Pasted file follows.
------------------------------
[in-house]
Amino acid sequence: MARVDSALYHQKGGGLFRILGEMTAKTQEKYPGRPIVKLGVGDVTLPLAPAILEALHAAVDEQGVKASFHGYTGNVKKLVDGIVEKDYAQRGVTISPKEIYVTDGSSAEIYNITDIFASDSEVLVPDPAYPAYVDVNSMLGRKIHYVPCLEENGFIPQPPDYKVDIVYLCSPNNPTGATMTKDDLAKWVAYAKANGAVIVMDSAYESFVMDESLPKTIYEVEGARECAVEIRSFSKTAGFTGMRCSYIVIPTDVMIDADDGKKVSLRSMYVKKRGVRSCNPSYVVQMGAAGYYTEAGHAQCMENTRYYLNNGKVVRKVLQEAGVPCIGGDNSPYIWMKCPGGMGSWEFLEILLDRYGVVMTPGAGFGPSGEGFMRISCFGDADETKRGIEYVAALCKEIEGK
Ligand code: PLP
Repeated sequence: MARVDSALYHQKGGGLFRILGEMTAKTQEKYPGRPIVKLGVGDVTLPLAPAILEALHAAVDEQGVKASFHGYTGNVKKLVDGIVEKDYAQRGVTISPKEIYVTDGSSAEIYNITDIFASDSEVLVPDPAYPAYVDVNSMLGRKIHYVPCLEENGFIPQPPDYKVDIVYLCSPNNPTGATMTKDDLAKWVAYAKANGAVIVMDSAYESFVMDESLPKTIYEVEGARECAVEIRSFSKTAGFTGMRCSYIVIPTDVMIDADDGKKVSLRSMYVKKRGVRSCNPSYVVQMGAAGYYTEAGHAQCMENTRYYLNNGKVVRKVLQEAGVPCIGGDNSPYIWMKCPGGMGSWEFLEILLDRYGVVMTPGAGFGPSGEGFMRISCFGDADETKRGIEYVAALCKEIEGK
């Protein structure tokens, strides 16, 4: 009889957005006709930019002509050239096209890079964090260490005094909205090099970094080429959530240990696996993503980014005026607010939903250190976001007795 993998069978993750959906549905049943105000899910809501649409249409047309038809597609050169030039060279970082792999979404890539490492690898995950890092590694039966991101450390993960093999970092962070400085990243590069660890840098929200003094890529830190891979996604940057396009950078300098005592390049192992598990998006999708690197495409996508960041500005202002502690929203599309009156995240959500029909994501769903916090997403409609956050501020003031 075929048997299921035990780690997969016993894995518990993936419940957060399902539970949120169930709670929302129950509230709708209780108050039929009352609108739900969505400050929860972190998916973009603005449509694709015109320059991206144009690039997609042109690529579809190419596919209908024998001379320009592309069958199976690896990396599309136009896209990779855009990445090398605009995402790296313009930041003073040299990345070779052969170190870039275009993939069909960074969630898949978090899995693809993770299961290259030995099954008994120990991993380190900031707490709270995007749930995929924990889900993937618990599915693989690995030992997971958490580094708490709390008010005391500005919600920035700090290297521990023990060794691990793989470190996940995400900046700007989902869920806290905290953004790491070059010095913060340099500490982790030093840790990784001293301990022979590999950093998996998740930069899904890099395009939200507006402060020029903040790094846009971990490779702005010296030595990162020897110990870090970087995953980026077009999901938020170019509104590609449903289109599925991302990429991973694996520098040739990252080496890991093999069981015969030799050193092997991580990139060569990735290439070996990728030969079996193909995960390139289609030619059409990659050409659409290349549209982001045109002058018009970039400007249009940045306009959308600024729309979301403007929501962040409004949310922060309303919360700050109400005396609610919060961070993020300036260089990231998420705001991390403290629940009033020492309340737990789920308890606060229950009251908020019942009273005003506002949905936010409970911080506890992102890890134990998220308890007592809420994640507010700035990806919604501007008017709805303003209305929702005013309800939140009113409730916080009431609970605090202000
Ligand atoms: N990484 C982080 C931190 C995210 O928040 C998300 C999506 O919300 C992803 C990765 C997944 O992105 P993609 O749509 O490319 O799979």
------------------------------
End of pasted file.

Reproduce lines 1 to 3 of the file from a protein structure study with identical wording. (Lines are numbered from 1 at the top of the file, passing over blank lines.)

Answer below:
[in-house]
Amino acid sequence: MARVDSALYHQKGGGLFRILGEMTAKTQEKYPGRPIVKLGVGDVTLPLAPAILEALHAAVDEQGVKASFHGYTGNVKKLVDGIVEKDYAQRGVTISPKEIYVTDGSSAEIYNITDIFASDSEVLVPDPAYPAYVDVNSMLGRKIHYVPCLEENGFIPQPPDYKVDIVYLCSPNNPTGATMTKDDLAKWVAYAKANGAVIVMDSAYESFVMDESLPKTIYEVEGARECAVEIRSFSKTAGFTGMRCSYIVIPTDVMIDADDGKKVSLRSMYVKKRGVRSCNPSYVVQMGAAGYYTEAGHAQCMENTRYYLNNGKVVRKVLQEAGVPCIGGDNSPYIWMKCPGGMGSWEFLEILLDRYGVVMTPGAGFGPSGEGFMRISCFGDADETKRGIEYVAALCKEIEGK
Ligand code: PLP